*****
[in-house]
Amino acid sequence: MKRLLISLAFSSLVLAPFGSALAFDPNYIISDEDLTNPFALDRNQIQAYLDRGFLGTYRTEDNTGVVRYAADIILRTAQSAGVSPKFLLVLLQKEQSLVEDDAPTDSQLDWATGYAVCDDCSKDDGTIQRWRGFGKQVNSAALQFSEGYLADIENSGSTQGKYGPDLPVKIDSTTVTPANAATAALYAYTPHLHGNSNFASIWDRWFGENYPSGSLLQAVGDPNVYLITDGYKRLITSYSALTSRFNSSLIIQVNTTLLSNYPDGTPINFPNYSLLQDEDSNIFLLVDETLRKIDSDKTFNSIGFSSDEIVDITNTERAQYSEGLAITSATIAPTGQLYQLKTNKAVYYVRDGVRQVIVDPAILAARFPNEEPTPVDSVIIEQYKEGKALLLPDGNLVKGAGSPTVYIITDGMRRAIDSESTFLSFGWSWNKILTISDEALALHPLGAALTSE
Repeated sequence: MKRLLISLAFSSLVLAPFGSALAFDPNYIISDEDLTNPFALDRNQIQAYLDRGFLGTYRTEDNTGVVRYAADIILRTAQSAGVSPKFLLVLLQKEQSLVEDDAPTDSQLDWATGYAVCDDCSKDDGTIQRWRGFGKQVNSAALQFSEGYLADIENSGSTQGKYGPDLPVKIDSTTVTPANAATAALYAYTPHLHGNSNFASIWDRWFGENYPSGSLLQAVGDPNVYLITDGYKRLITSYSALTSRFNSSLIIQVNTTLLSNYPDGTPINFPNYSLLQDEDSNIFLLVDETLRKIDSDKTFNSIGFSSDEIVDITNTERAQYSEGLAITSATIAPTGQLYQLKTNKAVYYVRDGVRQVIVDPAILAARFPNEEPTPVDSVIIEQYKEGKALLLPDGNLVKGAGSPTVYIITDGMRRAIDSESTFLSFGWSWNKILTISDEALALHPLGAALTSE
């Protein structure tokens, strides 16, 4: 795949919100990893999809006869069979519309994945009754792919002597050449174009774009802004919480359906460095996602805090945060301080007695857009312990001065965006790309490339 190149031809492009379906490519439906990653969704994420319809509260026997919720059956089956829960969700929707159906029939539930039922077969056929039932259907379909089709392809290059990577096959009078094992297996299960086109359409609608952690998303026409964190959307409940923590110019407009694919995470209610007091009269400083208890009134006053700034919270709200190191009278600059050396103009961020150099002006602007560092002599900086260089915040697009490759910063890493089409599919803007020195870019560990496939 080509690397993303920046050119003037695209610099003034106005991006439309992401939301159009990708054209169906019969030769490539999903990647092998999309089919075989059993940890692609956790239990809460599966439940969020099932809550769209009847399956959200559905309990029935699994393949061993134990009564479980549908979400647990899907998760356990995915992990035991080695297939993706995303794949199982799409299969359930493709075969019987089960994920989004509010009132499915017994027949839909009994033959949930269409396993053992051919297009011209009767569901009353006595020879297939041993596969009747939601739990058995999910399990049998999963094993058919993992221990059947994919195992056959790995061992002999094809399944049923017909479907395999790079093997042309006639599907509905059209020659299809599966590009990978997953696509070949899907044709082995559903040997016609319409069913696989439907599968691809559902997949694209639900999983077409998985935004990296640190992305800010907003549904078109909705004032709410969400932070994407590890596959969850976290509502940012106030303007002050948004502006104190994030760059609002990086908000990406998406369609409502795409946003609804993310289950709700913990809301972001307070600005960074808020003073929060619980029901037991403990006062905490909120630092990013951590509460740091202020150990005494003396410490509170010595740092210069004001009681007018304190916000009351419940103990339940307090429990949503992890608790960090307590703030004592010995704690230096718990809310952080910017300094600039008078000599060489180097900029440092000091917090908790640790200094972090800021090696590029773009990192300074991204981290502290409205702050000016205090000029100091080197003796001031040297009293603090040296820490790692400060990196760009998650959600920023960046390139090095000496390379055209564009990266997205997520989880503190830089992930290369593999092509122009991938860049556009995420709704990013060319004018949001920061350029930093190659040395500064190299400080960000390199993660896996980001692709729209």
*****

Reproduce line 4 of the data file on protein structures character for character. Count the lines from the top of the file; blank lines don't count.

């Protein structure tokens, strides 16, 4: 795949919100990893999809006869069979519309994945009754792919002597050449174009774009802004919480359906460095996602805090945060301080007695857009312990001065965006790309490339 190149031809492009379906490519439906990653969704994420319809509260026997919720059956089956829960969700929707159906029939539930039922077969056929039932259907379909089709392809290059990577096959009078094992297996299960086109359409609608952690998303026409964190959307409940923590110019407009694919995470209610007091009269400083208890009134006053700034919270709200190191009278600059050396103009961020150099002006602007560092002599900086260089915040697009490759910063890493089409599919803007020195870019560990496939 080509690397993303920046050119003037695209610099003034106005991006439309992401939301159009990708054209169906019969030769490539999903990647092998999309089919075989059993940890692609956790239990809460599966439940969020099932809550769209009847399956959200559905309990029935699994393949061993134990009564479980549908979400647990899907998760356990995915992990035991080695297939993706995303794949199982799409299969359930493709075969019987089960994920989004509010009132499915017994027949839909009994033959949930269409396993053992051919297009011209009767569901009353006595020879297939041993596969009747939601739990058995999910399990049998999963094993058919993992221990059947994919195992056959790995061992002999094809399944049923017909479907395999790079093997042309006639599907509905059209020659299809599966590009990978997953696509070949899907044709082995559903040997016609319409069913696989439907599968691809559902997949694209639900999983077409998985935004990296640190992305800010907003549904078109909705004032709410969400932070994407590890596959969850976290509502940012106030303007002050948004502006104190994030760059609002990086908000990406998406369609409502795409946003609804993310289950709700913990809301972001307070600005960074808020003073929060619980029901037991403990006062905490909120630092990013951590509460740091202020150990005494003396410490509170010595740092210069004001009681007018304190916000009351419940103990339940307090429990949503992890608790960090307590703030004592010995704690230096718990809310952080910017300094600039008078000599060489180097900029440092000091917090908790640790200094972090800021090696590029773009990192300074991204981290502290409205702050000016205090000029100091080197003796001031040297009293603090040296820490790692400060990196760009998650959600920023960046390139090095000496390379055209564009990266997205997520989880503190830089992930290369593999092509122009991938860049556009995420709704990013060319004018949001920061350029930093190659040395500064190299400080960000390199993660896996980001692709729209």